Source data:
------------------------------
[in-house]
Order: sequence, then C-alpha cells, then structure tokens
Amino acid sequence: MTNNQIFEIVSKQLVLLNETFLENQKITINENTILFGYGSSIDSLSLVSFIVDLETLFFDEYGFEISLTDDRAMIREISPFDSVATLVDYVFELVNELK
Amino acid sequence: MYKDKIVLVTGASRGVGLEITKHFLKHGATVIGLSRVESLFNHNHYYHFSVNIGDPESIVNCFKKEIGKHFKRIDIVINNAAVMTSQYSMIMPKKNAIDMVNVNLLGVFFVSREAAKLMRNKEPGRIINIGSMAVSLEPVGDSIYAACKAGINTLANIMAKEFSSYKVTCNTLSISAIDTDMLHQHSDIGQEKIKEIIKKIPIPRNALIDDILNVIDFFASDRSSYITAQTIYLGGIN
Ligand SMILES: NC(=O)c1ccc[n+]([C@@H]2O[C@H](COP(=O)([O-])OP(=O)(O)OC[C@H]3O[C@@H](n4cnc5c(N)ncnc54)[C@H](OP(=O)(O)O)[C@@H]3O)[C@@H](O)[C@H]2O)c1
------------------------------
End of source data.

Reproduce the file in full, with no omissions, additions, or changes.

[in-house]
Order: sequence, then C-alpha cells, then structure tokens
Amino acid sequence: MTNNQIFEIVSKQLVLLNETFLENQKITINENTILFGYGSSIDSLSLVSFIVDLETLFFDEYGFEISLTDDRAMIREISPFDSVATLVDYVFELVNELK
Amino acid sequence: MYKDKIVLVTGASRGVGLEITKHFLKHGATVIGLSRVESLFNHNHYYHFSVNIGDPESIVNCFKKEIGKHFKRIDIVINNAAVMTSQYSMIMPKKNAIDMVNVNLLGVFFVSREAAKLMRNKEPGRIINIGSMAVSLEPVGDSIYAACKAGINTLANIMAKEFSSYKVTCNTLSISAIDTDMLHQHSDIGQEKIKEIIKKIPIPRNALIDDILNVIDFFASDRSSYITAQTIYLGGIN
Ligand SMILES: NC(=O)c1ccc[n+]([C@@H]2O[C@H](COP(=O)([O-])OP(=O)(O)OC[C@H]3O[C@@H](n4cnc5c(N)ncnc54)[C@H](OP(=O)(O)O)[C@@H]3O)[C@@H](O)[C@H]2O)c1